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Lee Polevoi

How to Write Non-Salesy Sales Copy

By: Lee Polevoi | December 10, 2013 | 
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Sales CopyBy Lee Polevoi

When it comes to sales, can we agree on two things?

First, no one likes to be sold to.

People want to be persuaded or given the illusion they’re making their minds up for themselves.

Second, we tend to do business with people (and businesses) we like and trust.

So how can we write sales copy that reflects these timeless truths?

Start By Connecting

Sales are often aimed at our innermost concerns and desires.

Obviously, we want to be happy, improve our lives, enjoy healthy relationships with other people and — I’m going out on a limb here — make lots of money. Our concerns revolve around our personal health and fitness (and those of family and friends), and, generally speaking, a desire not to be alone.

Any piece of sales copy that promises readers all of the wonderful things mentioned above — and none of the bad things — is just about guaranteed to fail. People know hype when they see it. A better way to start is by addressing those concerns and desires in specific ways, using language people can relate to, and demonstrating that we are talking to them like a real person.

Real people use words such as “I” and “we.” They tell stories to illustrate their points. They strike up conversations in the grocery checkout line or while buying popcorn at the movie theater. They’re not intent on selling something to each other (well, maybe they are, but nothing that you’ll likely see on a business website or an email newsletter).

The point is, before anything else happens, there has to be rapport.

Know the People You’re Addressing

How well do you know your target market? Can you identify their particular likes and dislikes? If you can, focus on the things they genuinely care about, not what you would like them to care about.

“When people see their own thoughts and attitudes expressed in your sales copy, it builds an immediate connection that can break through their sales resistance,” says Kathryn Aragon, editor of the Daily Egg. “It’s as simple as being a person, not a salesperson.”

Write Like People Talk

The best sales copy doesn’t sound like sales copy. It makes use of words and phrase we all use. Forget the $10 words you picked up while reading Proust’s Remembrances of Things Past. The style is conversational, which can in addition to complete sentences include sentence fragments, parenthetical asides, a little bit of slang here and there.

Benefits Over Features, Every Time

No doubt your great product or service has many attractive features you feel people should know about. But if you’ve genuinely put yourself in the mind of your customers, all you need to do is look at each feature and ask yourself, “So what?” How do these features translate into tangible benefits all customers are looking for — such as convenience, reliability, and less cost?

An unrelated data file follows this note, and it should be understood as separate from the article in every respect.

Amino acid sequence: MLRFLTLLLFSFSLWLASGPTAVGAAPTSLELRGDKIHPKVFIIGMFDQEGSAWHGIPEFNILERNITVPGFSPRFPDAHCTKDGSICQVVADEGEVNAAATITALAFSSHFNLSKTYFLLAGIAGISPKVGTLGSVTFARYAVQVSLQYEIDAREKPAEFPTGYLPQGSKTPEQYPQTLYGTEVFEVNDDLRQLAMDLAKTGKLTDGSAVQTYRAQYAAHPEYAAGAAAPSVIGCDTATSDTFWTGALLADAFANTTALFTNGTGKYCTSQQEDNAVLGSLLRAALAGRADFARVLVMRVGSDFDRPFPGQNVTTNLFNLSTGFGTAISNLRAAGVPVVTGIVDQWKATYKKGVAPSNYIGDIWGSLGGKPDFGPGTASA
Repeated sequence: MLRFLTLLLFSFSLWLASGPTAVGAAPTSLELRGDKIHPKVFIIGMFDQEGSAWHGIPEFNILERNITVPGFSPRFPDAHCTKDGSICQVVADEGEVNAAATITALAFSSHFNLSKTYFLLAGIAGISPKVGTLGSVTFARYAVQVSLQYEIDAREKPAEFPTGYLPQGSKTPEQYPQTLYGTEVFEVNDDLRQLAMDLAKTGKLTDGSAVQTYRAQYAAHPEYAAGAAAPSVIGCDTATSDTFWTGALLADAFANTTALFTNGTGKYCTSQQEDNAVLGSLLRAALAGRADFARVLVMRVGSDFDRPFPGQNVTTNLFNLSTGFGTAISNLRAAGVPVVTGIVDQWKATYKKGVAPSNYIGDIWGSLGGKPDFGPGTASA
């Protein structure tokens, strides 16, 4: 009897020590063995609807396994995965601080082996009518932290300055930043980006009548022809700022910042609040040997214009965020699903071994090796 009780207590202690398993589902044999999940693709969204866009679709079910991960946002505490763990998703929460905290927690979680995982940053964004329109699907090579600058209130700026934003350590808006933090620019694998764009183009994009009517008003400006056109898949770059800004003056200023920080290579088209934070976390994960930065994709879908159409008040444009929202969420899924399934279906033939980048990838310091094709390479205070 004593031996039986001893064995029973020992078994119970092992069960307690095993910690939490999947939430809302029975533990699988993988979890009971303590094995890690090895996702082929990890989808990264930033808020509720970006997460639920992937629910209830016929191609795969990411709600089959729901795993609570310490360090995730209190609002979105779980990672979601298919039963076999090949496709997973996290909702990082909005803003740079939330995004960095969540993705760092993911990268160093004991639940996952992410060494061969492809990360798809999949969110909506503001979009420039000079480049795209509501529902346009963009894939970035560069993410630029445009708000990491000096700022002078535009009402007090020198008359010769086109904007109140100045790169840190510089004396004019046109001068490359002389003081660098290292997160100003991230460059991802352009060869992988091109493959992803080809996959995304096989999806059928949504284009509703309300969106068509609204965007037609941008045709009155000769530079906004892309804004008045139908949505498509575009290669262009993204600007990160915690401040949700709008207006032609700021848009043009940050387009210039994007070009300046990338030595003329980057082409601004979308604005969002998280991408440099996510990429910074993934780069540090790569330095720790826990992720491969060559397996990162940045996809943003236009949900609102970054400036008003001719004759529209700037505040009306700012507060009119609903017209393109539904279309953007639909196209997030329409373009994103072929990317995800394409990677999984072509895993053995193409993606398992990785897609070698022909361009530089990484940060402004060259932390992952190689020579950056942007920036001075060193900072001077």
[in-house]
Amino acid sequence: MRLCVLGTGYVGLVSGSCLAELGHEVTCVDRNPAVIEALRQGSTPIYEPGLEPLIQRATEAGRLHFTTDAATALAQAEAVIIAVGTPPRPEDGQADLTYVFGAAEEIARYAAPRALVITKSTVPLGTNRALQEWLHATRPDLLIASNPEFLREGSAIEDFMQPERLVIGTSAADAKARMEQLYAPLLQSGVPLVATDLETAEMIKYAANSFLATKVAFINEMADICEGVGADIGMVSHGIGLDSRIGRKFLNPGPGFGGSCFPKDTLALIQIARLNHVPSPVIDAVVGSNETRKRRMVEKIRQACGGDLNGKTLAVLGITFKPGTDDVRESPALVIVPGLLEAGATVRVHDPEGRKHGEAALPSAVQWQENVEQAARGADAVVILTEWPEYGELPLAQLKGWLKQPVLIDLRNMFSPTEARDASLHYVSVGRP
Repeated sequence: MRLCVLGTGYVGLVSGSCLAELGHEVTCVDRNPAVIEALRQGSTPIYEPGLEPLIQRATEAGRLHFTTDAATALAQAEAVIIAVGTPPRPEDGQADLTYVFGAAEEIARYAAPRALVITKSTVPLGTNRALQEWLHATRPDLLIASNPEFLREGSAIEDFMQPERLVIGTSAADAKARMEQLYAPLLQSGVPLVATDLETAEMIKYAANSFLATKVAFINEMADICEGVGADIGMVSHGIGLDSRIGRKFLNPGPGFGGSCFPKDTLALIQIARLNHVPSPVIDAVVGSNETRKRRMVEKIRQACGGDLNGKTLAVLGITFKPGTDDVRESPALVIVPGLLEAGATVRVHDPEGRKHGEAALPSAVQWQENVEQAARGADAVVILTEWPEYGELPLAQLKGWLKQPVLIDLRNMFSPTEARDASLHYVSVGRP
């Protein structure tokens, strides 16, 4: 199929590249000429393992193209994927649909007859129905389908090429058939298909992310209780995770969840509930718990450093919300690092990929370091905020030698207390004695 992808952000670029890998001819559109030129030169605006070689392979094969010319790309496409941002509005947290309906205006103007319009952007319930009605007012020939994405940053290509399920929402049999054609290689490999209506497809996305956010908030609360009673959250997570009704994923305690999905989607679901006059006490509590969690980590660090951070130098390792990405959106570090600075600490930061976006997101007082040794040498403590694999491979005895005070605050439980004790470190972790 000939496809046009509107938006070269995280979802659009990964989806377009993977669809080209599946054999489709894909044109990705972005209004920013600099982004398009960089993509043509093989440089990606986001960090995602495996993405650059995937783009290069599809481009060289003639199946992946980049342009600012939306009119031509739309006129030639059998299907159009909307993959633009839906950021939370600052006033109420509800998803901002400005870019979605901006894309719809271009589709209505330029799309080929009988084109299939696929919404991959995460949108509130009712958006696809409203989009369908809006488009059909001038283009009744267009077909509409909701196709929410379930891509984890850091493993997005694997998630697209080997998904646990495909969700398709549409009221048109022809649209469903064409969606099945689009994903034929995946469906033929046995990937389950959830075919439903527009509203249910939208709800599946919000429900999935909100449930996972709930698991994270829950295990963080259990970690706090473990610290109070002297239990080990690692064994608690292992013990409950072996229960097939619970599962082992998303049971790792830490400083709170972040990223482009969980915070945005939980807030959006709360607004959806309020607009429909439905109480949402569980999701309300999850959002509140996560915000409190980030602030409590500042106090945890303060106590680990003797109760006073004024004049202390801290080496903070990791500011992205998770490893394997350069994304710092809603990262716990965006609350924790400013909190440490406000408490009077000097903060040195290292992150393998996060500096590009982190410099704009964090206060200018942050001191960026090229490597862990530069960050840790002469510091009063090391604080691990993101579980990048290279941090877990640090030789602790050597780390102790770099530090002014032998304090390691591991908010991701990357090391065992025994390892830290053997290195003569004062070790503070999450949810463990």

Start Strong

You have a few precious seconds with which to catch the reader’s eye and interest, so pay close attention to your headline. It should highlight your key benefit or selling point in some way, which is what should be emphasized in the all-important first couple of paragraphs. Identify a single key benefit that your product or service provides.

It’s okay to mention secondary benefits later on, but nothing should distract from the principal message you want to convey.

Make Your Sales Copy Easy to Scan

While you’ll no doubt craft every single word with care, don’t expect people to read your copy that way. Instead, make it easy for people to scan content by writing short paragraphs (three to four short sentences at most), a liberal use of subheads, occasional use of italics and boldface for emphasis, and inserting evocative imagery that resonates with the copy.

Sprinkle in the Calls-To-Action

If you’ve done a great job with your sales copy, there’s no need to wait until the very end of the message to insert the “Buy Now” button. (In fact, if you wait too long, you may lose readers’ attention.) A “buy now” option midway through the copy lets people take action without feeling they have to read every word.

Urgency matters, too. Including phrases like “limited-time offer” and “5 percent discount off $25 purchase two days only” helps nudge on-the-fence customers towards taking action.

Giving people the information they need to decide for themselves—as opposed to overwhelming readers with wild promises or pushy language—builds trust. (An authentic, well-placed customer testimonial helps, too.) Trust offers the unspoken assurance that your product or service will address the customer’s needs and move them to that final decision to purchase.

What strategies work best for your sales copy?

About Lee Polevoi


When he isn't writing for Arment Dietrich, Lee Polevoi is an award-winning freelance copywriter and editor. He is the former senior writer for Vistage International, a global membership organization of chief executive officers. He writes frequently on issues and challenges faced by U.S. small businesses.